A s a scientist, it has been amazing to watch the release of paper after paper offering more information about the coronavirus and how to fight it. In just the last year, 198 vaccine candidates, 2,388 clinical trials, and 120,000 peer-reviewed publications emerged in response to COVID-19. To give you an idea of the rapidity with which research is progressing, the entire genome of the virus causing COVID-19 was sequenced within the first two months of the virus being identified. In comparison, the Human Genome Project was a thirteen-year study.
By finding the virus’s genetic code, scientists have revealed all the viral machinery that they could target in order to disrupt the virus’s function. Within a month of mapping its genetic code, scientists had uncovered the 3D structure of the physical component of the virus that enables it to invade human cells. Solving this structure equipped scientists with a perfectly detailed picture of what would become the target for a large proportion of future therapeutics.
After this, the research field exploded with new advances: massive studies were (and continue to be) carried out to rapidly screen, in a single experiment, huge numbers of possible drug candidates for the virus. Super high throughput methods were used to quickly characterize recovered patients’ antibodies to find one that could be repurposed as a virus-neutralizing drug. Tons of vaccine platforms were quickly redesigned for COVID-19. Innovative diagnostic platforms were reworked within a matter of weeks to detect the virus.
From the vantage point of the general public, these proceedings may have felt hasty, especially as the media warped scientific findings with catchy titles or misconstrued descriptions. But from the vantage point of a scientist, it is astonishing to behold. As someone with knowledge of the data beyond the titles, I have watched these technologies unfold over time. In fact, most of the advancements of the COVID-19 pandemic were years, even decades, in the making.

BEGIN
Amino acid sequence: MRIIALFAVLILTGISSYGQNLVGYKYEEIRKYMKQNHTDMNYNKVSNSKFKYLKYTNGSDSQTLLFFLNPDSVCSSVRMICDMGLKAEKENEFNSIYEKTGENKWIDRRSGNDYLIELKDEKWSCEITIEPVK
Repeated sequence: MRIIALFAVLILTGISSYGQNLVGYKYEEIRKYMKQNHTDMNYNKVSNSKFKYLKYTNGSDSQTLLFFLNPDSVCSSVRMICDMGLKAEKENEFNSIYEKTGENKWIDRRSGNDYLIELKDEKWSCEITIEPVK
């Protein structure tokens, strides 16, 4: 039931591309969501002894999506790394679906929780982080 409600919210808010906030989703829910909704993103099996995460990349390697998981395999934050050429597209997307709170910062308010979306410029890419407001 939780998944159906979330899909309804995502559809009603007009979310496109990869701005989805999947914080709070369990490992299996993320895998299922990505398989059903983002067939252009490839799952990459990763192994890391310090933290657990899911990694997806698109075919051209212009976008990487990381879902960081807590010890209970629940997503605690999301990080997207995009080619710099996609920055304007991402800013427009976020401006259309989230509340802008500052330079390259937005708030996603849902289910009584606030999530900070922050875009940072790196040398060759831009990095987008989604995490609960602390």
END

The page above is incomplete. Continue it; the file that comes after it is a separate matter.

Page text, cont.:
Consider antibody drugs. Within mere months of the identification of COVID-19, there are already at least eight antibody drug candidates proceeding to clinical trials. And yet, the tools that enable this date back to 1975. Before then, scientists had to discover what an antibody was in the first place, figure out its function, determine how it was made, and then create ways to detect and measure it. It was only a Nobel prize-winning discovery in 1975 that gave us the technological ability to produce specific antibodies that bind to a desired target in vitro. Even then, it took another decade for the first antibody drug to enter the market. Since then, countless techniques have been developed to produce antibody drugs more quickly, with better binding to its desired target, and more effective function in the body.
Behind the scientific community’s incredibly rapid response to the pandemic is the accumulation of decades of meticulous, collaborative work. Contained in the apparently dizzying pace of scientific advance today is the collection of so many individual moments of inspiration, hours of torturous thought, weeks of grueling experiments to yield a single ounce of insight, and years of effort to develop the scientific tools necessary for each subsequent advance. It is only the combined effort and achievements of countless scientists over the years that has prepared the scientific community as a whole to be this impressively responsive in the face of the COVID-19 pandemic.